As it is only a few weeks away from Christmas and it’s a little late to start stockpiling your money for Christmas 2012, my advice is this if you are fretting and can’t afford gifts. There’s no shame in telling your friends and family that you are working to right your financial ship and that spending time together – or offering to clean their home or cook dinner for them or just listening when they need a shoulder – is a better gift than anything bought in a store. If they are truly your friends and family, they will be understanding and help you on your path to financial peace. 

And next year, you can start saving money early … unless you decide that offering your time and services is a much better gift anyway.

How to Keep Holiday Stress Away

Screeech! That’s me putting on the breaks as we enter – fast and furiously – the holiday season. Sure, there are presents to buy, goodies to bake and get-togethers to attend. But if I don’t slow down, the “magic” in the air will be overshadowed by lengthy to-do lists and an unflattering transformation into Mr. Ebenezer Scrooge himself.

A recent article from The Huffington Post provides tips on surviving “holiday hype.” One suggestion cautions against comparing past holidays with the current one. It’s good advice.

Growing up, my family always spent Christmas Eve at my grandmother’s house. If I close my eyes, I can almost smell the rigatoni, roast and rolls she made for dinner. Waiting until 8 p.m. to open presents seemed like an eternity! I miss those days and will always cherish them. The good news is that the traditions I’ve started with my own family bring great joy and are just as treasured.

What’s your secret to beating the holiday blues?
 

Celebrating Township Style!

In the ongoing "we’ll do anything to save our jobs" crusade, the Ross Township trustee in Lake County testified at length Wednesday before the Senate Local Government Committee. He was opposing the insertion of real reform language (no township boards and county councils having binding budget authority) into the township-by-township referendum proposal passed by the House.

The trustee, who also serves as the head of the United Township Association, explained that the township is important. He said his office receives donations for 170 children to enjoy Christmas. Based on his 2008 annual financial report, people young and old also must get the opportunity to enjoy the Fourth of July. Among the expenses listed: $24,000 to Mad Bomber Fireworks Prod., Inc.

That’s your taxpayer money — at least those in Lake County. Can we really let it go up in smoke like that?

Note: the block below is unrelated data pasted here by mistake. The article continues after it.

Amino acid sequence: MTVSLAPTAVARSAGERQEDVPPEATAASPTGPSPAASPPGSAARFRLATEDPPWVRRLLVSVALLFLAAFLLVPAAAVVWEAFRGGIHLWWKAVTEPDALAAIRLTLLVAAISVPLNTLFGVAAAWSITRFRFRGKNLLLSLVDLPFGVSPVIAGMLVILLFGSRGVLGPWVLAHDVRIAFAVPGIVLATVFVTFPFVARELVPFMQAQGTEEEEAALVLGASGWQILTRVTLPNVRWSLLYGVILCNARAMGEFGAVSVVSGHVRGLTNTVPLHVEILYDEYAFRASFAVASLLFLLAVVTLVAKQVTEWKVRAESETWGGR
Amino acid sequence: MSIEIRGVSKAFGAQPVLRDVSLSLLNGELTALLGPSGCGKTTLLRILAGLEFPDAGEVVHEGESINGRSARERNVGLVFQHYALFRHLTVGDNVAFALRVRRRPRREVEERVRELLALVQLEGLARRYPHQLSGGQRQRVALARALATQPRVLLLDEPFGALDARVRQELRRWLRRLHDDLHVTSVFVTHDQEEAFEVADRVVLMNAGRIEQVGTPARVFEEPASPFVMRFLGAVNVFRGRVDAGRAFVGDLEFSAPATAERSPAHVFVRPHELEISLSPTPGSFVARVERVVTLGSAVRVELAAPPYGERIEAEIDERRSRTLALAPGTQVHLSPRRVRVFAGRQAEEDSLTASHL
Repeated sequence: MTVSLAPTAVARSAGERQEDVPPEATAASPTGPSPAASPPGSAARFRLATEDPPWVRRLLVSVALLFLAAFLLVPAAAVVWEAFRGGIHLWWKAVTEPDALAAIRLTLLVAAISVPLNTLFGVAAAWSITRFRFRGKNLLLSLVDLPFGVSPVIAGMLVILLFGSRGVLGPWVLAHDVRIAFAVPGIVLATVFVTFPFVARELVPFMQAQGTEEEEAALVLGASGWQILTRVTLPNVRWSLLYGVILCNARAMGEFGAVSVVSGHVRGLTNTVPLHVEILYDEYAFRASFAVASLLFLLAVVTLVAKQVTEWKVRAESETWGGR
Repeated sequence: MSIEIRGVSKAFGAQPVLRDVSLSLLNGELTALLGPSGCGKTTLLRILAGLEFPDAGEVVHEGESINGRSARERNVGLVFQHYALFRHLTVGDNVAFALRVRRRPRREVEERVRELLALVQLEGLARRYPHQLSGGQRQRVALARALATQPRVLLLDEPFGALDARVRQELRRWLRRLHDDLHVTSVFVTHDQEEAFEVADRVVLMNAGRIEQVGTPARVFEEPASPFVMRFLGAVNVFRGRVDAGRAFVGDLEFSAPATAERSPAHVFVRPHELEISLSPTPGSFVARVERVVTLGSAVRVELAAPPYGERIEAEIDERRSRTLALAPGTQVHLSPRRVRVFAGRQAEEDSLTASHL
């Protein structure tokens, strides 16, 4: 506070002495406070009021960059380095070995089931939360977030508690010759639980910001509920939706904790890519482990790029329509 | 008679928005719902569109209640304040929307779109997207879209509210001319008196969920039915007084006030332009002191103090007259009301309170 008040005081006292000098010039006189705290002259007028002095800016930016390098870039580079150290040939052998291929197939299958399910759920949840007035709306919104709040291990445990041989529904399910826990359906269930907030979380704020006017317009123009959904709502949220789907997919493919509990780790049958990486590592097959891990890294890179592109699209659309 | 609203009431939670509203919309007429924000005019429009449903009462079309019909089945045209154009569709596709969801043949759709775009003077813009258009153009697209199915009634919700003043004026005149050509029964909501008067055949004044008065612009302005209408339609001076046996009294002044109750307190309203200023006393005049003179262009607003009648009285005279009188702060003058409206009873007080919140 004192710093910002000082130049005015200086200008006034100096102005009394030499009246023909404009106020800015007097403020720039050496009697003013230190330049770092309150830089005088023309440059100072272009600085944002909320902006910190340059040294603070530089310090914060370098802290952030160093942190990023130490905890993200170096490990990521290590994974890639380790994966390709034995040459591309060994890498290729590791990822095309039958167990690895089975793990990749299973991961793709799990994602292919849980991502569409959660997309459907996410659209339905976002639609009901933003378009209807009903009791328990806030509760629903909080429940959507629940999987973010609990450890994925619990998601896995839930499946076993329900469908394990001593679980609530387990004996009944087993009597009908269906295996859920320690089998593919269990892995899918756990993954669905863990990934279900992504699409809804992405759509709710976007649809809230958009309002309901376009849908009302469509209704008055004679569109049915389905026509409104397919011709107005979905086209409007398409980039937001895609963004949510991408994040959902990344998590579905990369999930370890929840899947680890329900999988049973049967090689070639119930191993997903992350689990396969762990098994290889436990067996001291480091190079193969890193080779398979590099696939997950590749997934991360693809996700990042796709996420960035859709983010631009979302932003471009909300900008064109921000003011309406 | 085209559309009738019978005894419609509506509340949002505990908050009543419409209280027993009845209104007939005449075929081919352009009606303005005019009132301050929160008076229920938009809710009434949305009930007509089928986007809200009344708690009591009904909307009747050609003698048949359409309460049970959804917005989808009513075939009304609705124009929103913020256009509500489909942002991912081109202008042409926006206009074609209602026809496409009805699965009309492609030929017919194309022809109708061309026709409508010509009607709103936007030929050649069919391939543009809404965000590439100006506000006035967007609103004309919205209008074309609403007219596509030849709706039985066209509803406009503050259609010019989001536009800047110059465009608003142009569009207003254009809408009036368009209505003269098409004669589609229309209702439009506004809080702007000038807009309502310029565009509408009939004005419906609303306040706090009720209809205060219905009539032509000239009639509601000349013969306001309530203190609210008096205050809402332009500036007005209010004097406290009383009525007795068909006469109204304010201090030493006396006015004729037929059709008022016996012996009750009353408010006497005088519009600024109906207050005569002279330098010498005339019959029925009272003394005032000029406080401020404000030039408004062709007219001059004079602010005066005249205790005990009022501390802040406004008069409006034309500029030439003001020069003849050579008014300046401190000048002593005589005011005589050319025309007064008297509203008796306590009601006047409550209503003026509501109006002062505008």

An October Present for Hoosiers

I walked into a store earlier this week and the first thing to catch my eye was a vast display of Christmas merchandise. It’s not the retailers’ fault, but for whatever reason that bothers me. Call me a Grinch, but I’m just not in the holiday mood two months ahead of time.

But Indiana companies and employees received, in one sense, an early present this week — one that is most welcome. Senate Republicans announced their intention to seek a one-year delay in the uemployment insurance tax increases that were passed in April. The governor’s office is supporting the move, and it is hoped that Democrats will agree that the last thing needed in these still slow economic times is more Hoosier job losses.

This has been a top issue for the Chamber throughout the year. And while those involved in the lawmaking process thought at the time that they were offering a reasonable answer to a difficult problem, employer feedback and new analysis showed that wasn’t going to be the case.

After the legislative session, the Chamber documented the tax increases that nearly all Indiana businesses would face over the next two years – thousands of dollars on average, nearly $1.7 million for one company that used our online calculator and nearly $500 million for Hoosier companies in total. We shared the clear message that additional employee layoffs would unfortunately be the only way most could pay for the tax hike. We brought in new, independent analysis to demonstrate that despite more money being taken from businesses and more employee jobs being threatened that the unemployment trust fund deficit would actually increase.

The Chamber will continue to lead the way. No, this delay doesn’t solve the problem of a bankrupt UI trust fund, but that is a challenge that an estimated 40-plus states will soon be facing. There will need to be a federal solution. Now is not the time to take $500 million more from Hoosier companies and their employees without fixing the system.